Crimes of the Future, David Cronenberg’s latest provocation, about a dystopian world where humans feel no pain, somatic mutations reign and surgical procedures are aphrodisiacal performance art, finds the Canadian auteur comfortably in his wheelhouse of envelope-pushing body horror, visionary sci-fi and icy social critique—a fusion of genres he all but patented five decades ago.
Cronenberg, the master filmmaker, is unparalleled in crafting such prophetically unnerving explorations, which have included the merger of man, machine, sex, violence and media (Videodrome); the evolution of the body toward the unsavory and insatiable (Rabid); perverse pathologies deploying medical instruments of torture (Dead Ringers); shadowy corporate or government “research” entities indulging in exploitation (Scanners, The Brood); and symbiotic sex partners locked in unorthodox fetishes (Crash). Each of these cinematic predilections re-emerge in Crimes of the Future, purportedly the seventy-nine-year-old filmmaker’s final picture, which plays like a greatest hits reprise of the filmmaker’s most prevalent obsessions.
The picture opens in a very near future dystopia where the human body has adapted, of its own volition, mutating toward new internal organs (and in some cases, digestive tracts) as well as the inability to feel pain. “Surgery is the new sex” we’re told, and for showman Saul Tenser (Viggo Mortensen), this means a wildly lurid self-surgical routine as performance art, where he slices open his abdominal cavity to reveal mysterious new organs, much to the sensual delight of fetishists.
His partner in work and love is assistant Caprice (Lea Seydoux, terrific), who ensures the “operations” are appropriately administrated, which includes, on occasion, tattooing his insides before theatrical extraction. Such art-world satire finds Cronenberg on firm footing in imagining a next gen, avant-garde evolution of show business into the depraved. Despite the high-wire absurdity of the material, Mortensen and Seydoux manage chemistry and intrigue.
Tenser is a well-known cult phenom, whose admirers include a pair of would-be bureaucrats from the National Organ Registry, a classic Cronenberg entity and secret government program in charge of keeping tabs on organ aberrations under the premise that “human evolution is going wrong.” If so, what can they do about it? Yevgeny (Don McKellar) and Timlin (Kristen Stewart, speaking in rushed, halted tones) may be ambassadors of the program but nonetheless find themselves starstruck by Tenser, Timlin developing a near-romantic fixation.
The film also imagines a clandestine cult dedicated to radical digestive mutations (including the body’s ability to assimilate plastic), led by a father (Scott Speedman) whose murdered son was the prototype for a major genetic metamorphosis; opponents of the cult’s twisted plans for human evolution; and a detective (Welket Bungue) three steps behind everyone else. There’s also a superbly designed skeleton-like chair composed of bones which swivels in various directions and (I think) helps Tenser digest meals. Whatever the purpose, it is a terrific effect.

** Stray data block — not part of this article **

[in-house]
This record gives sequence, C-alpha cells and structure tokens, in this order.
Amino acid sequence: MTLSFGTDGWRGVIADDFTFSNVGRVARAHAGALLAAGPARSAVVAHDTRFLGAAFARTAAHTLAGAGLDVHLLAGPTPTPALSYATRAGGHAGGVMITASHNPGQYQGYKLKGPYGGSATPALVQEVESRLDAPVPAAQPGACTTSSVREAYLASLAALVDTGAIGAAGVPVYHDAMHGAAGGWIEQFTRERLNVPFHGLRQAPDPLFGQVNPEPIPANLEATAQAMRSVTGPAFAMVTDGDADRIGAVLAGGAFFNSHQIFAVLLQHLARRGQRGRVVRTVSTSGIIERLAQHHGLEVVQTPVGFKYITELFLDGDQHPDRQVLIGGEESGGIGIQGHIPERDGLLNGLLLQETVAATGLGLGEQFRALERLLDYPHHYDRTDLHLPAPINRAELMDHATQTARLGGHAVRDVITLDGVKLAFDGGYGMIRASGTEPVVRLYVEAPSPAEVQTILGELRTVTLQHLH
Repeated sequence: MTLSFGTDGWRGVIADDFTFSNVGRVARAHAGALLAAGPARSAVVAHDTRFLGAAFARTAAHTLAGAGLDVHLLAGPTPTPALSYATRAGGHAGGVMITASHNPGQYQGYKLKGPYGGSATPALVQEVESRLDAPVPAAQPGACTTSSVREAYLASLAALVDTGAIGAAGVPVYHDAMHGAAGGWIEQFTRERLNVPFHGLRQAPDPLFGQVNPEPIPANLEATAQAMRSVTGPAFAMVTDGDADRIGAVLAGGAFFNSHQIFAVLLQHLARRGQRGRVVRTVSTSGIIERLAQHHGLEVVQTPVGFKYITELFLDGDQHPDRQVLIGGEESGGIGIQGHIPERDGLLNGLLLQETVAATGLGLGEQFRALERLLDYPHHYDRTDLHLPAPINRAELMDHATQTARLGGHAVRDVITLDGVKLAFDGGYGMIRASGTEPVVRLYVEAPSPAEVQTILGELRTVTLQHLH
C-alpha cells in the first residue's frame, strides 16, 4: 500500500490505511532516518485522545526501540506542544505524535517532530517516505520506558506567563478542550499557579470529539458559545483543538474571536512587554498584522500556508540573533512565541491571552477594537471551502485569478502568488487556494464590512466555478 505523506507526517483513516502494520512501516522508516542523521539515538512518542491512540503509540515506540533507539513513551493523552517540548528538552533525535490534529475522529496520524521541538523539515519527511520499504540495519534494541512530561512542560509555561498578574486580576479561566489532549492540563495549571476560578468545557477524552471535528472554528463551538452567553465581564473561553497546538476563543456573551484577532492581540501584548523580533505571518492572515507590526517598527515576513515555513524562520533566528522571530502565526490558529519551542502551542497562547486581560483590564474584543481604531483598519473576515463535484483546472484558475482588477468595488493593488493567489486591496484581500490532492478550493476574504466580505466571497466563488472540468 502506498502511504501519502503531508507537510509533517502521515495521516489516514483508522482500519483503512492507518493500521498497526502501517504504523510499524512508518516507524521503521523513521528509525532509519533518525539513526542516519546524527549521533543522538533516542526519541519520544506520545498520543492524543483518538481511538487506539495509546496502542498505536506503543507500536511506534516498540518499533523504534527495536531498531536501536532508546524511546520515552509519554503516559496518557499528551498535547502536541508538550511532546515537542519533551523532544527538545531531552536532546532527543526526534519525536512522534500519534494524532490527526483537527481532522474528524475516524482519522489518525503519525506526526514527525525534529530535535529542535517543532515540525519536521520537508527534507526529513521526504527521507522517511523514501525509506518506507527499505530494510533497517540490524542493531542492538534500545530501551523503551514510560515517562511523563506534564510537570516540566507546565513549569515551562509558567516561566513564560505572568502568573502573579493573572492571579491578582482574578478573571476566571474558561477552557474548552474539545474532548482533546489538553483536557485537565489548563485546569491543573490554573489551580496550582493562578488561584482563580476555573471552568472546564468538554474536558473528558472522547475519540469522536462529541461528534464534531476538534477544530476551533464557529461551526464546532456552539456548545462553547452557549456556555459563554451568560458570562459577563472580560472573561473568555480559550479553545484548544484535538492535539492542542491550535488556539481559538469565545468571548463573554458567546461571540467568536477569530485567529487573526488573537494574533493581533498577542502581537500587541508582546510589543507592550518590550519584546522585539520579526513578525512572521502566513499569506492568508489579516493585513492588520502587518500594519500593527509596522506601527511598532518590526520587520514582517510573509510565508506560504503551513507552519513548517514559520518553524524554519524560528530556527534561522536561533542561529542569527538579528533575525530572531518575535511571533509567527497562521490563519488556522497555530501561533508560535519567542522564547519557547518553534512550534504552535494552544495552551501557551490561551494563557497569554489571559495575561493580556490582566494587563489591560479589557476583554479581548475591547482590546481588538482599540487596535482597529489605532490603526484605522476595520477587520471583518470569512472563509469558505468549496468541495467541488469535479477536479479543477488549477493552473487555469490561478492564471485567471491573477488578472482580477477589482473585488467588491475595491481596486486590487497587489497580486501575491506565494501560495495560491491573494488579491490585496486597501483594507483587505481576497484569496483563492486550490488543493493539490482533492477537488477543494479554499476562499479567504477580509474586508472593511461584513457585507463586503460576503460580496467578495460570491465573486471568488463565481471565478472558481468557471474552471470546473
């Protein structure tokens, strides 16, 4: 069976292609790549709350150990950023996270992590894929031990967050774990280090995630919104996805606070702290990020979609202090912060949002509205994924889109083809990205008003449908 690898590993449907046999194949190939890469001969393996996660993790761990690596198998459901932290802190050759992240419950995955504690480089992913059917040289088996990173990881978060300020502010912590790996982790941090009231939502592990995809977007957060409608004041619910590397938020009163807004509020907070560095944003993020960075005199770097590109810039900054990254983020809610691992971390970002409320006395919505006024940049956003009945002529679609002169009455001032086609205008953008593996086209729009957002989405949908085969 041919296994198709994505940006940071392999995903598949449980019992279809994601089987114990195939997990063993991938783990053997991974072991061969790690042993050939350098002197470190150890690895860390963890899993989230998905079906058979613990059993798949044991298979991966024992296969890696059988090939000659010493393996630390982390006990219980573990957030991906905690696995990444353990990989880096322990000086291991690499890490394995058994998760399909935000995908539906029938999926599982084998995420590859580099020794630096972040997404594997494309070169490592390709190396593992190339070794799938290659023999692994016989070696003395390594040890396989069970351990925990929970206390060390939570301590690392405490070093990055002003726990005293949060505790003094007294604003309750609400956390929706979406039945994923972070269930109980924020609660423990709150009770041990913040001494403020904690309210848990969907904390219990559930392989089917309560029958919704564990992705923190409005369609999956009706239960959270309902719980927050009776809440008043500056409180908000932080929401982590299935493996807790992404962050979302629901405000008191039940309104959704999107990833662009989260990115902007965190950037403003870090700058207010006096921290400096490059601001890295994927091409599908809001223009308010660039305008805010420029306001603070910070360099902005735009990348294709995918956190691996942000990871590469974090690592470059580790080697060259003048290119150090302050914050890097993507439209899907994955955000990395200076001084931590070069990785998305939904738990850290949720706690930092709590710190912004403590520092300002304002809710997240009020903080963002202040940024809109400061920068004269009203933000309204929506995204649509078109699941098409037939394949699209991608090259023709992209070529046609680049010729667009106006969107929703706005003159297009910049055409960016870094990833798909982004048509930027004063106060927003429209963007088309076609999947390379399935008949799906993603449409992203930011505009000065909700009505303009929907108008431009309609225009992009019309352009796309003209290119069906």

The various plots intersect in intermittently interesting ways, but despite moments of arresting visual invention (including a performance artist with ear mutations across his body and sewn-up lips), the picture’s potential and impact is largely unrealized as each of these plot directions feel more rudimentary than truly explored.
Crimes of the Future plays as a greatest hits homage to the filmmaker’s estimable repertoire, and many of the film’s narrative and visual devices will be identifiable to the Cronenberg faithful. Yet the film is a sum-of-its-parts proposition; it often feels dispassionate to a fault, and it ultimately tries to do too much, including the addition of a law enforcement procedural that feels unnecessary. Nearly everything here has been done better in his other films, producing the effect of narrative regurgitation. For the Cronenberg uninitiated, the picture may well hit its targets; for anyone familiar with his best films (with Videodrome at the top of a long list), this one registers as lesser tier.
Still, a merely acceptable Cronenberg film with such bold ideas and thematic ambition still stands tall against nearly everything else being released in 2022. This time, though (and despite the viscera on display) the picture curiously lacks guts; it’s a mind-fuck minus much worth caring about. Even the shock vision of a young boy’s nude cadaver, mutilated for public consumption, produces little audience response beyond cool bemusement. Perhaps that is Cronenberg’s point in a world where we have become numb to both our pain and our humanity.
The film feels numb as well.
2 1/2 stars.